Johann Sebastian Bach: Partita Number 2 in D Minor, BWV 1004

I am embarrassed to have little to relate about when I first heard this piece. In my previous post, when writing about Partita Number 3, I mentioned how in the dorm room next to mine at the French House in 1075 there lived a guy who claimed to be a descendant of Richard Wagner and who was a composition major. Shortly after he moved in, so did his girl friend, and she used to play a recording of the “Chaconne” of the “Partita Number 2” ad nauseum.  So today I’ve chosen the third movement, the “Sarabande.”  If you want to hear the full “Partita Number 2,” I’ve put in a recording by Milstein.  This next link is a performance of the “Sarabande” by Gil Shaham.

It turns out that the “Chaconne” has captured the hearts and minds of quite a number of musicians and music lovers over the years and it has been transcribed for many different instruments. I still prefer the purity and razor-sharp clarity of a solo violin, however, and will stick to the Milstein recording of this piece.

Unfortunately, over exposure to the “Chaconne” made me ignore the second partita, which is unfortunate, because the other four movements have much to offer. The first movment is called “Alemanda,” (which means “German”.) This was a dance form popular in the 17th and 18th centuries. It has four beats to the measure and always starts out with a short note or several short notes. It is usually serious but not ponderous and of a moderate speed. This Alemanda seems to me quite intricate and complex and the melody goes on for an astonishingly long time before repeating itself. The even beat gives it almost as clock-like, inexorable rhythm.

Once again, Bach’s genius astounds me. My only hope is that one day I will be able to listen to this work again and not think of the girlfriend of an ex-dorm mate with bad housekeeping habits.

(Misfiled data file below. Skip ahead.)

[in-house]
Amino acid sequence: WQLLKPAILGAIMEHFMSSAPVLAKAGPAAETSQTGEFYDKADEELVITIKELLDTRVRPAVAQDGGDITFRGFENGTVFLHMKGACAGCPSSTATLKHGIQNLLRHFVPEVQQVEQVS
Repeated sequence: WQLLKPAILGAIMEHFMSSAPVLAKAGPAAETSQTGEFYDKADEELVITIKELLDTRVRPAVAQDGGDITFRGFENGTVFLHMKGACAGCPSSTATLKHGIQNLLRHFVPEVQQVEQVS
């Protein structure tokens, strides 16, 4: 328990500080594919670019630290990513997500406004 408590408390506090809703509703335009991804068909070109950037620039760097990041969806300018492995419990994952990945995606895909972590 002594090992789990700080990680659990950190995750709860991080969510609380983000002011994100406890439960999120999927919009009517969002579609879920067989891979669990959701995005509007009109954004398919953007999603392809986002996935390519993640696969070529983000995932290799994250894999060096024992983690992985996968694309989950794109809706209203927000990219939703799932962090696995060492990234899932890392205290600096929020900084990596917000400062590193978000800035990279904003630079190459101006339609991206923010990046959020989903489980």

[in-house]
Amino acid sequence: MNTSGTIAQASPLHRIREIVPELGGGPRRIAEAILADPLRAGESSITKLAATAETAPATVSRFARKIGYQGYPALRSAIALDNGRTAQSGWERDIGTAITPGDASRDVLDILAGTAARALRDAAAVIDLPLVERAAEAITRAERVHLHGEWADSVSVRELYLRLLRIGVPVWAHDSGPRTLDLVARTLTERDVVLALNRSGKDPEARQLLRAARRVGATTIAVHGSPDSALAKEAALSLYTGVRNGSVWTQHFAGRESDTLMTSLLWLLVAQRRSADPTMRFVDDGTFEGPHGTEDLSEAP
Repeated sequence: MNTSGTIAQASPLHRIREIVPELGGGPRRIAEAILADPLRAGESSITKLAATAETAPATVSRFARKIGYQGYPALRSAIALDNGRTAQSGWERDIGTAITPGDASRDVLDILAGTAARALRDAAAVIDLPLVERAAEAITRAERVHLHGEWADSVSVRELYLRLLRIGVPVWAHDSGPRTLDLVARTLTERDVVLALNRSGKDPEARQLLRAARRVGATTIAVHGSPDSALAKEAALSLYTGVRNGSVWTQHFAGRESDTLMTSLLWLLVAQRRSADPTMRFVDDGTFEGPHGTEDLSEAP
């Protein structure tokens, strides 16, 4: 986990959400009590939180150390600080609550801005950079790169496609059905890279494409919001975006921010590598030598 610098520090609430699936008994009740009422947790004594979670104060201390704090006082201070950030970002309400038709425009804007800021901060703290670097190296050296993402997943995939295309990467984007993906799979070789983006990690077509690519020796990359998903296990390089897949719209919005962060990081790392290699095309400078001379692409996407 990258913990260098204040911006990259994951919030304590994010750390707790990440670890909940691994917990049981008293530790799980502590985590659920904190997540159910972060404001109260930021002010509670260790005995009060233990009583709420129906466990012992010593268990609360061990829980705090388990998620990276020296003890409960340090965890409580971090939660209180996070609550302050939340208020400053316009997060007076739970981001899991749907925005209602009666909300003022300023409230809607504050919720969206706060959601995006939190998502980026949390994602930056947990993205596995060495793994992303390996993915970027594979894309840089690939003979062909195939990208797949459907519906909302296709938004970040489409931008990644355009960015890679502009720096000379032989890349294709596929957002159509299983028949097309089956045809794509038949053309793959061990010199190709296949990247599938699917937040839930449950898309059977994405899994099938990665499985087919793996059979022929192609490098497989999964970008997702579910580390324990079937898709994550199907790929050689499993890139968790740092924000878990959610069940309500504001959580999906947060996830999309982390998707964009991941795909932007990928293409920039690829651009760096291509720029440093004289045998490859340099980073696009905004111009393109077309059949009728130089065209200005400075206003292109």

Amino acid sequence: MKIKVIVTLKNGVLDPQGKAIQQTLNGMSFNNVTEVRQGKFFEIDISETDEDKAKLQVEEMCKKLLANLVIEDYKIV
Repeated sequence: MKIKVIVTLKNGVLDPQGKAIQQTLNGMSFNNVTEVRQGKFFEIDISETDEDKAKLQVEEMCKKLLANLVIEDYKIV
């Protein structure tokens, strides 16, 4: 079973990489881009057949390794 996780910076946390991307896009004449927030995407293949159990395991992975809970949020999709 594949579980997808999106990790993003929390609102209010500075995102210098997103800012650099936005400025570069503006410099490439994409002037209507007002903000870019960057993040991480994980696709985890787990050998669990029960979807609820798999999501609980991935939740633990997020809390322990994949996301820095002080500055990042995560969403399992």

Here’s the full “Partita No. 2” played by Nathan Milstein, by the way.  Pure heaven.

MP3 or CDs of Bach: Complete Sonatas and Partitas for Solo Violin

About kurtnemes
Writer and Education Professional. Specialties include Ethics, Personal Memoir, Classical music, Tai Chi, Stress Reduction, Meditation, Coping, Classical Music, Aging, Love, Joy, Compassion and Equanimity (& what interests me.)

2 Responses to Johann Sebastian Bach: Partita Number 2 in D Minor, BWV 1004

  1. kvennarad says:

    I don’t know why, but your mentioning the Alemanda reminds me of a line in a 1960s comedy drama starring Jimmy Edwards*. It was a Jane Austen spoof, and Edwards, after a turn on the dance floor, remarked “That last Schottisch was rather hottisch!” Not particularly funny now, but it’s weird the way one’s memory works.

    *this Jimmy Edwards


Leave a Reply

Fill in your details below or click an icon to log in: Logo

You are commenting using your account. Log Out / Change )

Twitter picture

You are commenting using your Twitter account. Log Out / Change )

Facebook photo

You are commenting using your Facebook account. Log Out / Change )

Google+ photo

You are commenting using your Google+ account. Log Out / Change )

Connecting to %s

%d bloggers like this: